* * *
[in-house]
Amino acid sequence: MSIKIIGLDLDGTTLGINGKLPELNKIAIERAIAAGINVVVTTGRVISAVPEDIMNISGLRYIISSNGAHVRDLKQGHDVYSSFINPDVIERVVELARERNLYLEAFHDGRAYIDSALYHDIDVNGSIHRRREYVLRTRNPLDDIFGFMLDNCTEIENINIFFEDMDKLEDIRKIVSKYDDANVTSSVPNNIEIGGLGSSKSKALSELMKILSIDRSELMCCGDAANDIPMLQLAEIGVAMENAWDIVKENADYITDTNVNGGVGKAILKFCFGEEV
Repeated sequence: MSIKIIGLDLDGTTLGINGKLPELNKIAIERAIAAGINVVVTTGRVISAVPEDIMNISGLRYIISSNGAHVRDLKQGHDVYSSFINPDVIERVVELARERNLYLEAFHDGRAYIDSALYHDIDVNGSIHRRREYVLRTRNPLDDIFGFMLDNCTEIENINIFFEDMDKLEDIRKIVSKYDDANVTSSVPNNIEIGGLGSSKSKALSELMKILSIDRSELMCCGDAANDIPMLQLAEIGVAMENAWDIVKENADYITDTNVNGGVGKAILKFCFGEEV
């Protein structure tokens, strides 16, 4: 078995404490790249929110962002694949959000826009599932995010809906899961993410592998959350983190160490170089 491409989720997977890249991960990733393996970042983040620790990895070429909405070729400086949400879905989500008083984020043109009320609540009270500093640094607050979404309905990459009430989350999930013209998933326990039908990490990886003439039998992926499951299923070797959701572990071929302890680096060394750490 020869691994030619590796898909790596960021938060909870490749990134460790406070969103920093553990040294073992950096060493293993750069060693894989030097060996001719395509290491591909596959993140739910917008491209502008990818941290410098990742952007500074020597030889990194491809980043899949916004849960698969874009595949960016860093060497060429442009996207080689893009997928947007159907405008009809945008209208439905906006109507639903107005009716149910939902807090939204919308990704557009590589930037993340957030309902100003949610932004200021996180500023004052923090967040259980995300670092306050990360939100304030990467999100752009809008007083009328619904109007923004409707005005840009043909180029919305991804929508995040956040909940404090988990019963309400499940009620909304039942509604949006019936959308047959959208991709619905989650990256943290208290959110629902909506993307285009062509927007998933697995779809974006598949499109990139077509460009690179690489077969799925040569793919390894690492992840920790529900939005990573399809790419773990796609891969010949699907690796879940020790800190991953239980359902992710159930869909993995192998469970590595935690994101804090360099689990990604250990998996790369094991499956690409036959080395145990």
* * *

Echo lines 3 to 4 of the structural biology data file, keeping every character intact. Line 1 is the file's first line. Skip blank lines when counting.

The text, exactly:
Repeated sequence: MSIKIIGLDLDGTTLGINGKLPELNKIAIERAIAAGINVVVTTGRVISAVPEDIMNISGLRYIISSNGAHVRDLKQGHDVYSSFINPDVIERVVELARERNLYLEAFHDGRAYIDSALYHDIDVNGSIHRRREYVLRTRNPLDDIFGFMLDNCTEIENINIFFEDMDKLEDIRKIVSKYDDANVTSSVPNNIEIGGLGSSKSKALSELMKILSIDRSELMCCGDAANDIPMLQLAEIGVAMENAWDIVKENADYITDTNVNGGVGKAILKFCFGEEV
């Protein structure tokens, strides 16, 4: 078995404490790249929110962002694949959000826009599932995010809906899961993410592998959350983190160490170089 491409989720997977890249991960990733393996970042983040620790990895070429909405070729400086949400879905989500008083984020043109009320609540009270500093640094607050979404309905990459009430989350999930013209998933326990039908990490990886003439039998992926499951299923070797959701572990071929302890680096060394750490 020869691994030619590796898909790596960021938060909870490749990134460790406070969103920093553990040294073992950096060493293993750069060693894989030097060996001719395509290491591909596959993140739910917008491209502008990818941290410098990742952007500074020597030889990194491809980043899949916004849960698969874009595949960016860093060497060429442009996207080689893009997928947007159907405008009809945008209208439905906006109507639903107005009716149910939902807090939204919308990704557009590589930037993340957030309902100003949610932004200021996180500023004052923090967040259980995300670092306050990360939100304030990467999100752009809008007083009328619904109007923004409707005005840009043909180029919305991804929508995040956040909940404090988990019963309400499940009620909304039942509604949006019936959308047959959208991709619905989650990256943290208290959110629902909506993307285009062509927007998933697995779809974006598949499109990139077509460009690179690489077969799925040569793919390894690492992840920790529900939005990573399809790419773990796609891969010949699907690796879940020790800190991953239980359902992710159930869909993995192998469970590595935690994101804090360099689990990604250990998996790369094991499956690409036959080395145990």